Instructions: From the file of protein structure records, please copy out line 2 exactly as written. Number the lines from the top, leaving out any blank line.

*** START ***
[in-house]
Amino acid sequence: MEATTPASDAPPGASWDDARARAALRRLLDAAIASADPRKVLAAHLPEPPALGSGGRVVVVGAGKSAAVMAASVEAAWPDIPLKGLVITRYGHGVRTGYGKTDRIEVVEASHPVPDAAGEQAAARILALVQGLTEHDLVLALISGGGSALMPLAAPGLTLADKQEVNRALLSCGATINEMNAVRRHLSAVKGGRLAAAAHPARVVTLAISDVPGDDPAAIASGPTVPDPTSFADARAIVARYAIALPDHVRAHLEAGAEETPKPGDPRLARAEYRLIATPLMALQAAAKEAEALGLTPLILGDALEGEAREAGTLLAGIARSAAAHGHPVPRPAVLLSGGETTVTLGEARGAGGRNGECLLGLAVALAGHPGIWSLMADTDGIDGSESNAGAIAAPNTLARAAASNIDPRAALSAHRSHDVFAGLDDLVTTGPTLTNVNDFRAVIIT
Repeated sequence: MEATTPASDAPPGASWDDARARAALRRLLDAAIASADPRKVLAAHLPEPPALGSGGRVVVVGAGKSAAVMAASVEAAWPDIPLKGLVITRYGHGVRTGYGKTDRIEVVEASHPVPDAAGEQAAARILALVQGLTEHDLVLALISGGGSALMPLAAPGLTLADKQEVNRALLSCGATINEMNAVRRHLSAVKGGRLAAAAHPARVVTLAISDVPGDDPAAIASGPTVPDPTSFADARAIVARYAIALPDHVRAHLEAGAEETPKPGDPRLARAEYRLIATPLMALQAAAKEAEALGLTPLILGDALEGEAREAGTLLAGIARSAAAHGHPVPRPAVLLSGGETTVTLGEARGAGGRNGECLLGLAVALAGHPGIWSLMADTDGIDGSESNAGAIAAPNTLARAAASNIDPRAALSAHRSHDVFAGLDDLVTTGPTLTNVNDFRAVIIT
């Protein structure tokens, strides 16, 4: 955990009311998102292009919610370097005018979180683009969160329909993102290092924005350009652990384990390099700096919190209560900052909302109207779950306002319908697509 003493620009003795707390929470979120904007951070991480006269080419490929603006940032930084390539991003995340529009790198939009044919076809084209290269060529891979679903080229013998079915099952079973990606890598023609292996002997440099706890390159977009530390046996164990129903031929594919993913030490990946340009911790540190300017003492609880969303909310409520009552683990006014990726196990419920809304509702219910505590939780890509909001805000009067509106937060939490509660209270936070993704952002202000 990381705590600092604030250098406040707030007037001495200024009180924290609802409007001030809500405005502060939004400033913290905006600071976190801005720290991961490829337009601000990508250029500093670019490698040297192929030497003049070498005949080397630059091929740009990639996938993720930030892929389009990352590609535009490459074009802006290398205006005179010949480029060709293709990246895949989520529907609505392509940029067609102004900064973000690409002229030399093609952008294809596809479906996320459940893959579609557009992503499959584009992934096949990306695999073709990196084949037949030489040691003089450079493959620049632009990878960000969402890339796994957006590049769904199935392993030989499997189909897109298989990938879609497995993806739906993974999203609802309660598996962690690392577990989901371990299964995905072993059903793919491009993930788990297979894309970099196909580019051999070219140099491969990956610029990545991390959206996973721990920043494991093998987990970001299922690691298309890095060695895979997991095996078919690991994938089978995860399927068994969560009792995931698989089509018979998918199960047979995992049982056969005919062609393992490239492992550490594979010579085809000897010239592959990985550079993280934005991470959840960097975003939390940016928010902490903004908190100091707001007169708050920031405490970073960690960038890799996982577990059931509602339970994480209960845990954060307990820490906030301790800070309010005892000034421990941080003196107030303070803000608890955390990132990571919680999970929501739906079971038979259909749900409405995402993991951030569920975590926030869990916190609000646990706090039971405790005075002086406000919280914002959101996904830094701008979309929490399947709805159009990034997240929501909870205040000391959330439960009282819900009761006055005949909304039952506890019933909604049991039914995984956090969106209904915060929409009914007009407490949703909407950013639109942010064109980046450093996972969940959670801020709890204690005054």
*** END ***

Amino acid sequence: MEATTPASDAPPGASWDDARARAALRRLLDAAIASADPRKVLAAHLPEPPALGSGGRVVVVGAGKSAAVMAASVEAAWPDIPLKGLVITRYGHGVRTGYGKTDRIEVVEASHPVPDAAGEQAAARILALVQGLTEHDLVLALISGGGSALMPLAAPGLTLADKQEVNRALLSCGATINEMNAVRRHLSAVKGGRLAAAAHPARVVTLAISDVPGDDPAAIASGPTVPDPTSFADARAIVARYAIALPDHVRAHLEAGAEETPKPGDPRLARAEYRLIATPLMALQAAAKEAEALGLTPLILGDALEGEAREAGTLLAGIARSAAAHGHPVPRPAVLLSGGETTVTLGEARGAGGRNGECLLGLAVALAGHPGIWSLMADTDGIDGSESNAGAIAAPNTLARAAASNIDPRAALSAHRSHDVFAGLDDLVTTGPTLTNVNDFRAVIIT